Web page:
Kurt Cobain and the Tragic Artist

Our tragedies inspire art, not define them.


Moorea Atkins

Kurt Cobain is one of the most famous singers of the 90’s, and how we let tragedies define his art and our own.

As a culture we have an obsession with tragedies; perpetuated by the works of Shakespeare and mainstream media our definition of any art always includes a death or misfortune of some sort. Pain and suffering seem almost essential to any piece of art. But tragedies should not define art.

One of the most famous tragedies of the last century is Kurt Cobain. He was a musician, writer, and artist who is best known for being the singer and songwriter for the grunge band Nirvana. In 1991, the band found success with their album Nevermind, which sold 30 million copies and is regarded as one of the best selling albums of all time. With songs like “Smells Like Teen Spirit,” “Come As You Are,” and “Lithium,” the world idolized Kurt’s gravelly voice, his songwriting, and a sound to music the world hadn’t heard before. His music didn’t just inspire people, it changed them. 

The grunge era of the early 90’s died with Kurt Cobain in 1994. His death was sudden and shook the world. His life is often romanticized as a tragic, troubled man who’s suffering and pain caused him to make great music. But nobody’s tragedies should define their art or their life. 

Many people are unaware that Kurt didn’t want to be remembered as a moody depressed soul. He was a pretty happy guy most of the time, who liked to make jokes and goof around. He made many meaningful relationships while he was alive with his bandmates and close friends, who miss him dearly to this day. He was also an activist, speaking out against racism, misogyny, sexism, and supporting many social justice causes. But so many people choose not to remember these great things about him – we only remember his tragic story. 

It’s for this reason that I question the idea of a ‘tragic artist.’ Many people just assume that because Kurt Cobain suffered with addictions and depression it made him a good musician. The same can be said of countless other musicians, dancers, actors, and artists. However, pain is not necessary for art.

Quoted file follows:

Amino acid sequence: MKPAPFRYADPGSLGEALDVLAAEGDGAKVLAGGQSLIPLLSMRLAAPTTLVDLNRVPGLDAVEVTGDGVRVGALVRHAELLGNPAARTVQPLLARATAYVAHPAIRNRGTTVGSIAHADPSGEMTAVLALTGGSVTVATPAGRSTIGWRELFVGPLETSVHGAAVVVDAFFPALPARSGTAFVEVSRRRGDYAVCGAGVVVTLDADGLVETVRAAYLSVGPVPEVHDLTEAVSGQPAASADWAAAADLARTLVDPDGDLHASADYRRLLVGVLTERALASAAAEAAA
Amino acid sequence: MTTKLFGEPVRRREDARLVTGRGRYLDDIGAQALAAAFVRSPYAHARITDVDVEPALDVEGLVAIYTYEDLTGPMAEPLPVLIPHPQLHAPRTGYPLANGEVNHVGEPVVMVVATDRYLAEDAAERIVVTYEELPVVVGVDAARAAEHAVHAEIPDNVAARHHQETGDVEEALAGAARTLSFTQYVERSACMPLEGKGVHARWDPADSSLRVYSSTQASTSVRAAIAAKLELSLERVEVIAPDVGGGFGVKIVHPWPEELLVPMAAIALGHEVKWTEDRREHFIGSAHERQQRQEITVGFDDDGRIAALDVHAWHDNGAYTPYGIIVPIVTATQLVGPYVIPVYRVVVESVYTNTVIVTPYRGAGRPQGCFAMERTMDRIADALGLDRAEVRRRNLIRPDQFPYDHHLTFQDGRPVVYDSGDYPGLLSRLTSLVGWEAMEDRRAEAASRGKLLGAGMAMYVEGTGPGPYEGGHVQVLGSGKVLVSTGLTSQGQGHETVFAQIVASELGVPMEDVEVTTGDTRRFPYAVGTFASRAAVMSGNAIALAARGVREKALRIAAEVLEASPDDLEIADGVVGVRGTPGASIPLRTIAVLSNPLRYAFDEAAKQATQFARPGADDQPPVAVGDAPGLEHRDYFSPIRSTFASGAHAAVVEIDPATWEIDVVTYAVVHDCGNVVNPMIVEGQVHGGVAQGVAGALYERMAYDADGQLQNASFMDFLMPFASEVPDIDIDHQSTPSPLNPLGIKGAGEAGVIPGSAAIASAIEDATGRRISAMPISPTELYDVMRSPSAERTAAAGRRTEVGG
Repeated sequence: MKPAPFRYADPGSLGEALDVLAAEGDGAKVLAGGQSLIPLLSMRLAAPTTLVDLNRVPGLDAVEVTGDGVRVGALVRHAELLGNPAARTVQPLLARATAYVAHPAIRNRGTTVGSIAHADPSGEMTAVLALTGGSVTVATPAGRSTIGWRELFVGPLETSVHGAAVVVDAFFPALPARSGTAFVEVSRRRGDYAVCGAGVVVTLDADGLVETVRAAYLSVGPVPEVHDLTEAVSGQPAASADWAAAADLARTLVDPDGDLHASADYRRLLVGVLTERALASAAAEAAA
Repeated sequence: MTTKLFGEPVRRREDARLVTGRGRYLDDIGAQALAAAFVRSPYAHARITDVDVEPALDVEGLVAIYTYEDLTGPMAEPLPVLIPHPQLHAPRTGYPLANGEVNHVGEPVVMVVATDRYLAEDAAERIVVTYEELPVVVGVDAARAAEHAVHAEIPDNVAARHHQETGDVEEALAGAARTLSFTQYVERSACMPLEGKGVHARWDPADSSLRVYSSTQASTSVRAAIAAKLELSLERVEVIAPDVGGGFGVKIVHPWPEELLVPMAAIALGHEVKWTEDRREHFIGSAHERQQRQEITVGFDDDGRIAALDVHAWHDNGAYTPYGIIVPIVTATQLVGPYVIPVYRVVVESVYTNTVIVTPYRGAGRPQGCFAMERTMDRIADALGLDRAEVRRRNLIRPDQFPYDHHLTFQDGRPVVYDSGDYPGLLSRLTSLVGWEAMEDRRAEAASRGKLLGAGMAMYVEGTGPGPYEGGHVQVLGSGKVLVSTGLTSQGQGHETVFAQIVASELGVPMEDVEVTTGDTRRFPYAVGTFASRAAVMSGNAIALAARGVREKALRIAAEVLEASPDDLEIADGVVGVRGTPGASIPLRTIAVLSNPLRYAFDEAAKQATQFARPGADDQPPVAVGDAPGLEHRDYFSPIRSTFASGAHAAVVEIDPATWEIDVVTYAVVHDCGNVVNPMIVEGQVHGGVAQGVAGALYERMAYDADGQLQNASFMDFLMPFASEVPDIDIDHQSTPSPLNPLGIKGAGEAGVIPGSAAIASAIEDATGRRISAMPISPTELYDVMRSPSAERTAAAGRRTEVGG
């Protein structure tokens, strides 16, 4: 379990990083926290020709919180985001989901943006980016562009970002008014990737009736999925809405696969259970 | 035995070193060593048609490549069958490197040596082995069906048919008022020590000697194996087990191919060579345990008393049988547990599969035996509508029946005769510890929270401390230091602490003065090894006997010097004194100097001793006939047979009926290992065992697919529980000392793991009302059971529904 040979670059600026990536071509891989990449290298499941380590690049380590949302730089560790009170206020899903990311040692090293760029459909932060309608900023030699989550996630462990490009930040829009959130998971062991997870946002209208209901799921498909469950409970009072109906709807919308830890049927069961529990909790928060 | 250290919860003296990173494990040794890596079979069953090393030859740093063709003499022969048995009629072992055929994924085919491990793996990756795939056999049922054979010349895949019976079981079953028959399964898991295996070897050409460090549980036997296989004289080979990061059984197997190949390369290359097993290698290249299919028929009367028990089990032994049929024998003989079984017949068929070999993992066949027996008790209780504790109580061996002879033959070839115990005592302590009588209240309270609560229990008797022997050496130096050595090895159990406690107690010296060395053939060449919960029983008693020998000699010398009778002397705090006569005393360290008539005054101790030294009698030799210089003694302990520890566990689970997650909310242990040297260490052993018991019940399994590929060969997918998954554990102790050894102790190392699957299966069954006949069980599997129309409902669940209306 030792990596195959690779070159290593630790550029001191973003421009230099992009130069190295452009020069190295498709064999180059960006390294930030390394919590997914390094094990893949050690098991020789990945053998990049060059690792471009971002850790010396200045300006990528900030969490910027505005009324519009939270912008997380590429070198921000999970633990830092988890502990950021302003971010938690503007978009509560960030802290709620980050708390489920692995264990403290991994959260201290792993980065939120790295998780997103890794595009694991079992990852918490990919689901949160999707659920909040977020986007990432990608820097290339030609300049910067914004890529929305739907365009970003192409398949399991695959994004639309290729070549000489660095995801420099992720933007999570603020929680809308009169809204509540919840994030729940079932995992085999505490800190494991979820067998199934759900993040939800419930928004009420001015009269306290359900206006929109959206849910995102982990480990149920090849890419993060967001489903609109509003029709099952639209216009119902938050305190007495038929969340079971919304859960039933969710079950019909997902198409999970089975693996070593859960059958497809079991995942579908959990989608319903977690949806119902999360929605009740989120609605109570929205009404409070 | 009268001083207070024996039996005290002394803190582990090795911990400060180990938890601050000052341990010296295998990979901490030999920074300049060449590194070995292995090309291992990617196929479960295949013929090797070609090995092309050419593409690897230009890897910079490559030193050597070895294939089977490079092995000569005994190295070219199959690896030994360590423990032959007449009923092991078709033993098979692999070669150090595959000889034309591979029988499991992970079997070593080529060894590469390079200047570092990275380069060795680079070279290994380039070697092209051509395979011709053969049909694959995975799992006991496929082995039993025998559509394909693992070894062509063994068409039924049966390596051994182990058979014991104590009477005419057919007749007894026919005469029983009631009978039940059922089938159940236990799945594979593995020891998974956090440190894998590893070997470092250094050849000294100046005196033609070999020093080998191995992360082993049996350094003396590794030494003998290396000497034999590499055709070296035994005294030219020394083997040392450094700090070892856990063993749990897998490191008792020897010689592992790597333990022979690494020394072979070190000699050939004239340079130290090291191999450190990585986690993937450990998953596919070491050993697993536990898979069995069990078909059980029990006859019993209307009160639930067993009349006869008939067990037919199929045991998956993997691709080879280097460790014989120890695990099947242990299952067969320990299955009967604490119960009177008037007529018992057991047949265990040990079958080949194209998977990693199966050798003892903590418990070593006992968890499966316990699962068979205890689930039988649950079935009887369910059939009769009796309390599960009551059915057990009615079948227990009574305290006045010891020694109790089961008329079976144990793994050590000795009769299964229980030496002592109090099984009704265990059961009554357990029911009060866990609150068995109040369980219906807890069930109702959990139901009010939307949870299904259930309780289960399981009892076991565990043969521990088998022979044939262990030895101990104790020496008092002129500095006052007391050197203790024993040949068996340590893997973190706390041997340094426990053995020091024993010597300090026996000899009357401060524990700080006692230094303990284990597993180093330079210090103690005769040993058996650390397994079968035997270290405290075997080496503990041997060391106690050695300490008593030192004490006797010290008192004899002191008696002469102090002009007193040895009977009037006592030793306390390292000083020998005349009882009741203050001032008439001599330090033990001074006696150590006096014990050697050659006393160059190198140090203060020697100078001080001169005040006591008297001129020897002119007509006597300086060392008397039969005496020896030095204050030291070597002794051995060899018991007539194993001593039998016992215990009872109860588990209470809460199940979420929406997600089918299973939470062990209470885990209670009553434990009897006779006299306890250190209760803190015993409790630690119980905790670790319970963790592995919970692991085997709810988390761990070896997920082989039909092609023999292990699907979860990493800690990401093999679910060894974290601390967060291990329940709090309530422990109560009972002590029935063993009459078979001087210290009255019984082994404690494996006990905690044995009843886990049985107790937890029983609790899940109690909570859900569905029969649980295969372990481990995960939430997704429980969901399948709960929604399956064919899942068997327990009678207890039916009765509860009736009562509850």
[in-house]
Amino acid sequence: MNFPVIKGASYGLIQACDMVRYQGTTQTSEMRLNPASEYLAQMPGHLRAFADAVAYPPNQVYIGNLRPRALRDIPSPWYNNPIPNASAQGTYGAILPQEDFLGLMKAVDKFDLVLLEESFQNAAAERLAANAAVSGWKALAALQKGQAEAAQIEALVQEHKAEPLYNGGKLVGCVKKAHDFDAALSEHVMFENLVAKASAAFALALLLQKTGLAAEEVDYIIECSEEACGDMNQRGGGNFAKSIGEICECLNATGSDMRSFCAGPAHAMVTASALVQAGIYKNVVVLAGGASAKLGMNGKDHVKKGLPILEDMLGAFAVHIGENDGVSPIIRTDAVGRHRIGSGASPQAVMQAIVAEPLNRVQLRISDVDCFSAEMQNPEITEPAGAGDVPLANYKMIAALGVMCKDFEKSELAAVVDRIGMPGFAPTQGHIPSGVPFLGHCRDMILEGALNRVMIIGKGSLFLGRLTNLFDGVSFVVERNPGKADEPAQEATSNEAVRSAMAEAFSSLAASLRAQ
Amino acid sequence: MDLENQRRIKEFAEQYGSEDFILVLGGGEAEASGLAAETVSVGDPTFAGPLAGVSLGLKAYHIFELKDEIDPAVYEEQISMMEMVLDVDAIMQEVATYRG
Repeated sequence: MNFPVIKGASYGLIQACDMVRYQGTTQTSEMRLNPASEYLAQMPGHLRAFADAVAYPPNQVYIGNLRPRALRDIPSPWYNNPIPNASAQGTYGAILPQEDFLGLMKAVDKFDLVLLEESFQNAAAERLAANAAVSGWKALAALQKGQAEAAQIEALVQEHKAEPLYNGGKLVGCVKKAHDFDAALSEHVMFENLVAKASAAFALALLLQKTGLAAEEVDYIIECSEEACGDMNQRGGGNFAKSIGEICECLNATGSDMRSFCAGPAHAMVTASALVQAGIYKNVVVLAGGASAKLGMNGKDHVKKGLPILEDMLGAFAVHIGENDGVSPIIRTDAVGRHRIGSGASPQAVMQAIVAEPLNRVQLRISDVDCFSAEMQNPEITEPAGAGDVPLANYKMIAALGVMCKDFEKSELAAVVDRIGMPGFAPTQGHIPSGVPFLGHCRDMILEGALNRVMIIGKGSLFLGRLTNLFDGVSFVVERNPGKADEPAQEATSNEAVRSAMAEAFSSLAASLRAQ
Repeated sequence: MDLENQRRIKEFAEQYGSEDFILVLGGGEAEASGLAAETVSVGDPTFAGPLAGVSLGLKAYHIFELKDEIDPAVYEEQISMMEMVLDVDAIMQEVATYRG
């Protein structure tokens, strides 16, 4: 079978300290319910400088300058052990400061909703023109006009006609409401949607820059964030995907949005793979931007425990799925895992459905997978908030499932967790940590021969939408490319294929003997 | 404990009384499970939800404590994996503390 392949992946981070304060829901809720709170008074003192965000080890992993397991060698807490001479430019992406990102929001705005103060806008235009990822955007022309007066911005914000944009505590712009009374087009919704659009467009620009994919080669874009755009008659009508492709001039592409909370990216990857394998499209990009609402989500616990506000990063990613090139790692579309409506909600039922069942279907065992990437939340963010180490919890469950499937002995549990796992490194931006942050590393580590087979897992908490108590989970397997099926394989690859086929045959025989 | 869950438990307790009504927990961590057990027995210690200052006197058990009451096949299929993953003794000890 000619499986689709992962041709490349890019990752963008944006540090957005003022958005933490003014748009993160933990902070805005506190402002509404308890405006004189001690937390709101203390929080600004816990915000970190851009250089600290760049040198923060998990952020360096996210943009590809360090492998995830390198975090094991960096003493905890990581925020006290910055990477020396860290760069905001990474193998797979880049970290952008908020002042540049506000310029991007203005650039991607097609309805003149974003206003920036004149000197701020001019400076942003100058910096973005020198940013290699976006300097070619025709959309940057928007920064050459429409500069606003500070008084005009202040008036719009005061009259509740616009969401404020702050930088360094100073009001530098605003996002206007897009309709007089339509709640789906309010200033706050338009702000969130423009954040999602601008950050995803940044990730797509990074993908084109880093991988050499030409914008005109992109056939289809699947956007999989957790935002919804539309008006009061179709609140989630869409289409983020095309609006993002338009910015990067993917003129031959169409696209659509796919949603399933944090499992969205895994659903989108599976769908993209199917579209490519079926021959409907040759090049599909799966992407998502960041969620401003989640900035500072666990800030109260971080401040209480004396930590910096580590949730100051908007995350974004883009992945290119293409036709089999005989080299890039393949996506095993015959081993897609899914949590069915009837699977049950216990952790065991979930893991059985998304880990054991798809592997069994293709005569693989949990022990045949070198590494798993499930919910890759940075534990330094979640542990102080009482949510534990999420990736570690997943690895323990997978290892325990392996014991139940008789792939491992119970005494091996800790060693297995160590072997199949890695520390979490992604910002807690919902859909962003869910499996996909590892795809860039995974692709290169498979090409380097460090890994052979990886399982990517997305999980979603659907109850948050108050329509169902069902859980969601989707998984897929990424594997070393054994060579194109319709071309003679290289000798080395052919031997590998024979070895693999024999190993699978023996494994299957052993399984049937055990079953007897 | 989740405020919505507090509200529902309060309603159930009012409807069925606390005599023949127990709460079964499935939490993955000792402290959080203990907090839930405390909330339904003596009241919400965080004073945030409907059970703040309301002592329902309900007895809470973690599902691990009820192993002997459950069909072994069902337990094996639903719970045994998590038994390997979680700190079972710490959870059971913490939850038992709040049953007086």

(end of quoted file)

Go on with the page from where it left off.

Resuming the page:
I suppose that making art of any kind while in the midst of pain is essential for artists to work through their emotions. The art made during those times, however, is most often so incredibly personal that it would be difficult to share. All the poems, stories, drawings, and songs that are created during low periods of life are most often not meant to be shared. Art made during a reflective, introspective state however, that, in my opinion, is the best type of art. 

Most of Kurt’s songs were written when he was not in a depressed state. Most people can’t write music when they’re sad – all you feel like doing is nothing. Art reflects who we are, and letting tragedies consume us destroys the creative spirit, not fuels it. Kurt wrote most of his songs about his tragedies, not during them. But his suffering didn’t write his music, he did. 

Think about it like this: our tragedies in art are like salt in a dish. You wouldn’t eat a plate of salt, and the salt didn’t magically make a plate of yummy food. A cook adds salt to recipes to give it a little something extra, but it isn’t necessary. In fact, most food without salt tastes just fine as is.

I believe Kurt would have made great music without his personal tragedies and mental health struggles. What made him stand out is that he had something powerful to say. He had a voice, opinions, and thoughts he wanted to share. That’s really the key to being a good artist of any kind, not our suffering. Our tragedies can be a part of what we say, but we don’t need them to start a conversation.  

We shouldn’t seek to define ourselves or the things we make creatively by our suffering and tragedies – nor do I think we should idolize people because of their tragedies. The truth is that all of us are just ordinary people with our own tragedies. Without the bad times we wouldn’t have good times, and without the good times we wouldn’t have art.